Fifth consumer right to privacy
This week will begin an emphasis on the people side of corporate responsibility – stockholders, consumers, employees (and unions), and as always, community stakeholders. A business must have solid relationships with all of these groups to ensure success.
- Explain why corporations provide high compensation packages to top executives and determine whether or not this practice is justifiable.
- Compare and contrast corporate philanthropy and employee volunteerism and evaluate their relative impacts on the community.
- Explain the relationship of the employee to the corporation, their reciprocal responsibilities, and the effects ethnic diversification have had on this relationship.
Discussion Board Forum 4 Thread
Topic: Choose 1 of the following questions and answer it completely and thoroughly for your thread:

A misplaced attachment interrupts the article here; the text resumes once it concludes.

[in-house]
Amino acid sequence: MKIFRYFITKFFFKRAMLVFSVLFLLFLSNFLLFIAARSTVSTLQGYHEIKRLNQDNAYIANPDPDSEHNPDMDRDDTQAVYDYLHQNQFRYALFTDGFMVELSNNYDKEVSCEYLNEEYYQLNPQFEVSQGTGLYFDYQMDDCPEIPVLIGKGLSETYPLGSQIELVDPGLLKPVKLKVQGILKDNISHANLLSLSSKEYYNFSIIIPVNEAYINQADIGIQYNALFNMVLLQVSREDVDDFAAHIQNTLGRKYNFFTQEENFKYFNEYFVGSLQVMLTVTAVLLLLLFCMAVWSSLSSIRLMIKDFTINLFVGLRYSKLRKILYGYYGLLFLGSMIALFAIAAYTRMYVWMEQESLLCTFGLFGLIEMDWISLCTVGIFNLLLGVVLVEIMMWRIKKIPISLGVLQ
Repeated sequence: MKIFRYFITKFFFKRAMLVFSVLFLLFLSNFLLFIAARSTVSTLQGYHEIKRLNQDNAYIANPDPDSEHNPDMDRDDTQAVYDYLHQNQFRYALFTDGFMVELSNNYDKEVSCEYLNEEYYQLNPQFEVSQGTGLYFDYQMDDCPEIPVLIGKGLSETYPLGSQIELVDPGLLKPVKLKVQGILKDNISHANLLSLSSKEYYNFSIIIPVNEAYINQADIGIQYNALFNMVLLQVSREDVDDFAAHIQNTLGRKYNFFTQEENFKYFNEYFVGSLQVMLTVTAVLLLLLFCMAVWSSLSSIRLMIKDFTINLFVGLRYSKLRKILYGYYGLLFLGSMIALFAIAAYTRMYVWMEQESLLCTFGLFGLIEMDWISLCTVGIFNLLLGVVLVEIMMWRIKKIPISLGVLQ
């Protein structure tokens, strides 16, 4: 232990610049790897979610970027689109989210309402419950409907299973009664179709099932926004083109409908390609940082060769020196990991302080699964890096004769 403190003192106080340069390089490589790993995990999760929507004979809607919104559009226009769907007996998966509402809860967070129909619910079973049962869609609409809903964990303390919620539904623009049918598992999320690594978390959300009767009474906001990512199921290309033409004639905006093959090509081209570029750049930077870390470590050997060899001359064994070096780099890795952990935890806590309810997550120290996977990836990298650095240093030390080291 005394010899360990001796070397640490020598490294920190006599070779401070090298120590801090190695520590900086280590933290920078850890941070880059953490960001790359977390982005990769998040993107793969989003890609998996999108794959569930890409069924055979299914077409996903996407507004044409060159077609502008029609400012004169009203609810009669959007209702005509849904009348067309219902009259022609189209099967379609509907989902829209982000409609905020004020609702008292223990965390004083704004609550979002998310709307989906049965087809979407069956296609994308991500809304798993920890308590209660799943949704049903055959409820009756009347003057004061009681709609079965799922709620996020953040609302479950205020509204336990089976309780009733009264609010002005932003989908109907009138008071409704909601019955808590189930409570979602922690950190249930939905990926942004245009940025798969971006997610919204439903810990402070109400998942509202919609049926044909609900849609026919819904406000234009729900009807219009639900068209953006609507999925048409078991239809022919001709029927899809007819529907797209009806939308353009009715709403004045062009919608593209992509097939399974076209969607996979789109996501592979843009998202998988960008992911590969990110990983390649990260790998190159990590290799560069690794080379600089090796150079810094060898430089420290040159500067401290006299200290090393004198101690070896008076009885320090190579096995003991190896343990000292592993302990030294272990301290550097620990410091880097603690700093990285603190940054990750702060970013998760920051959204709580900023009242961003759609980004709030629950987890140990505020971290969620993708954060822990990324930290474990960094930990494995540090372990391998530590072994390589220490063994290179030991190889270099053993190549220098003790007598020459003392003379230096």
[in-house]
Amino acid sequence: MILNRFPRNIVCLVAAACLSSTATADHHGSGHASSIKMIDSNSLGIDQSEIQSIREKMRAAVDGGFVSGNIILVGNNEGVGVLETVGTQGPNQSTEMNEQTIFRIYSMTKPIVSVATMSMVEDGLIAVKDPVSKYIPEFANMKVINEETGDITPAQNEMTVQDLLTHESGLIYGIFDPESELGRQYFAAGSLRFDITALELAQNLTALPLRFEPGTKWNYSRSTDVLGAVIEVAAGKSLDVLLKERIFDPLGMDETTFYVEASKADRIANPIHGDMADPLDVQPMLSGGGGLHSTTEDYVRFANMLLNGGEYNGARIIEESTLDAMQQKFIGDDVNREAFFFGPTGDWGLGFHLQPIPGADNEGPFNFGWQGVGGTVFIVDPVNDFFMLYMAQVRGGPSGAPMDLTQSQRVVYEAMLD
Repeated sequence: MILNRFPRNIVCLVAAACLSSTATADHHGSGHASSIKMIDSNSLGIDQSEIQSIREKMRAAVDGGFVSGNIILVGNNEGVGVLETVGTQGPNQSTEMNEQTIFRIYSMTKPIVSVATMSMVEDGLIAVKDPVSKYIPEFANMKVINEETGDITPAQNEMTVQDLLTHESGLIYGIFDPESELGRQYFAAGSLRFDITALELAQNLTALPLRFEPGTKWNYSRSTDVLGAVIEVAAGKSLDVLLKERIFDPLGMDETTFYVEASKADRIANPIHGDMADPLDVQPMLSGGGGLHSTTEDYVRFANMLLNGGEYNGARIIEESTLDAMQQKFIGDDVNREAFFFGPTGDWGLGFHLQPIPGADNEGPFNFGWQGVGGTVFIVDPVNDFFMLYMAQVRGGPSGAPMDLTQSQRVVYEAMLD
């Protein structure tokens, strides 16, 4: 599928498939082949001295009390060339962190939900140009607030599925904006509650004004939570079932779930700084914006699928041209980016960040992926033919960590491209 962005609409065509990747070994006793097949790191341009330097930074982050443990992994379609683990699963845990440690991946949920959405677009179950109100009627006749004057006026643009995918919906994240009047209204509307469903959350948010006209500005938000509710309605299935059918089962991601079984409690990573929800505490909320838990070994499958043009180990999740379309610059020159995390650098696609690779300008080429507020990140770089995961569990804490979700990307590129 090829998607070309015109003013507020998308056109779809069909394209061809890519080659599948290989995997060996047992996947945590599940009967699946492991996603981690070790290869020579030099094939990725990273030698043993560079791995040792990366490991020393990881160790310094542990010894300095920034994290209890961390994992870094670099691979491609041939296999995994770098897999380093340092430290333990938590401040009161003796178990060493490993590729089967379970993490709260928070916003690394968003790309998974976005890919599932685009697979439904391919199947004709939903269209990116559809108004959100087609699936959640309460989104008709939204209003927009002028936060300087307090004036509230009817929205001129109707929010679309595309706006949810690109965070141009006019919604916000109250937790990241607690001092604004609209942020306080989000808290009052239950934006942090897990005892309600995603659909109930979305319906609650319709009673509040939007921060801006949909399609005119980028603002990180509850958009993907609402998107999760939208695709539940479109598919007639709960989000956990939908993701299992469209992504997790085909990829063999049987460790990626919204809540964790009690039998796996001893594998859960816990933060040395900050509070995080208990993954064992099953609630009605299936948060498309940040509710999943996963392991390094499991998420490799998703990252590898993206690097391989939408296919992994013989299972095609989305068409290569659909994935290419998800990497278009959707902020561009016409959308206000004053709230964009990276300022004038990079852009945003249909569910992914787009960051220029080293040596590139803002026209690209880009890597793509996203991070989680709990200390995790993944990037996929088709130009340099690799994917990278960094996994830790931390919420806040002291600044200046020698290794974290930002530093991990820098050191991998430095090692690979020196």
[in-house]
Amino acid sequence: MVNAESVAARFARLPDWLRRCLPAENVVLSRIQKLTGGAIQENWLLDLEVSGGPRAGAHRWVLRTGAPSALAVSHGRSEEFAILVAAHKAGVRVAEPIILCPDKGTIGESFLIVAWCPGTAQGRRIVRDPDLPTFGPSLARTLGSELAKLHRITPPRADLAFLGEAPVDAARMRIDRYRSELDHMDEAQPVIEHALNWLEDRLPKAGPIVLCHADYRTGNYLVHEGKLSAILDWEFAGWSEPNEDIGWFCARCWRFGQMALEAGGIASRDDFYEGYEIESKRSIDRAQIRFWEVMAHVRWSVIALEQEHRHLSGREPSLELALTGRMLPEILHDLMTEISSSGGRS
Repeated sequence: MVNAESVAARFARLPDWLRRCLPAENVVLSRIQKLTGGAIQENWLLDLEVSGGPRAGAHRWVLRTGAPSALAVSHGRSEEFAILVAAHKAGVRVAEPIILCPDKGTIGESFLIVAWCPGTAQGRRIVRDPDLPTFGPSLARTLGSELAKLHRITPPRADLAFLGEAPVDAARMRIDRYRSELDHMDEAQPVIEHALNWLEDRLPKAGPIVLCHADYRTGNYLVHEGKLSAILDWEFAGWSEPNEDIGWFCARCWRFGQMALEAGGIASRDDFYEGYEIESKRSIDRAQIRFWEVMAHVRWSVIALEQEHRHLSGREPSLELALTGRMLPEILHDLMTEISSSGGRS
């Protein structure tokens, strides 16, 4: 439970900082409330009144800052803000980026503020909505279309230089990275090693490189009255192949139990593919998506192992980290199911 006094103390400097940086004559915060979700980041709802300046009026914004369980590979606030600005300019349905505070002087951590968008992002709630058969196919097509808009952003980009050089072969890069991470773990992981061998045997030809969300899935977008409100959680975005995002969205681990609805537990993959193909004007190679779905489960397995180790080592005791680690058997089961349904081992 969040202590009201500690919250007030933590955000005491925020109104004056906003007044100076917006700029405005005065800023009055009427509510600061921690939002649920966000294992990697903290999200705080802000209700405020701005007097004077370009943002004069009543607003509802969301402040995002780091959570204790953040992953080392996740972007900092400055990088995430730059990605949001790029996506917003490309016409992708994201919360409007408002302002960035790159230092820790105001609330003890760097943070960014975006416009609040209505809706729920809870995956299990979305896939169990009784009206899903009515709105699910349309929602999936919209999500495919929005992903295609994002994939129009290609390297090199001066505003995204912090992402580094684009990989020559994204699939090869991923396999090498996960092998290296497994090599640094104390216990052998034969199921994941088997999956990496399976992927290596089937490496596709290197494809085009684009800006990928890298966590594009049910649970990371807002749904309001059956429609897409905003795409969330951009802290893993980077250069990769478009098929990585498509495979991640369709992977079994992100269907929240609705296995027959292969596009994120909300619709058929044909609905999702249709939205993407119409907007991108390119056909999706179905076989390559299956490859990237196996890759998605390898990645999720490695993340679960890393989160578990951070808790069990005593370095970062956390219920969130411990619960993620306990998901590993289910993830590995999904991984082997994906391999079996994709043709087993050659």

Can a Christian CEO of a secular corporation set an ethical tone for the company without compromising scriptural principles and at the same time avoid offending the diverse religious beliefs of potentially thousands of employees? (ch. 14)
Do you believe U.S. executives are compensated too highly? Why or why not? (ch. 14)
In recent years, some activists and government regulators have begun to call for laws protecting a fifth consumer right, the right to privacy. Do you support this right or not, and why? (ch. 15)
How do new technologies increasingly enable businesses to collect and use vast amounts of personal data about their customers and potential customers? Explain. (ch. 15)
Provide an example where employee whistle-blowing is justified and an example of where it is not. Provide support for each example. (ch. 16)
What are some of the challenges and benefits of managing a diverse workforce? (ch. 17)
Discuss why a business may wish to get involved in community relations. What benefits accrue to businesses that actively participate in their communities? (ch. 18)
In your opinion, what is the most pressing and significant concern facing communities today? Why do you think so? How would a business’s community relations department address that concern? (ch. 18)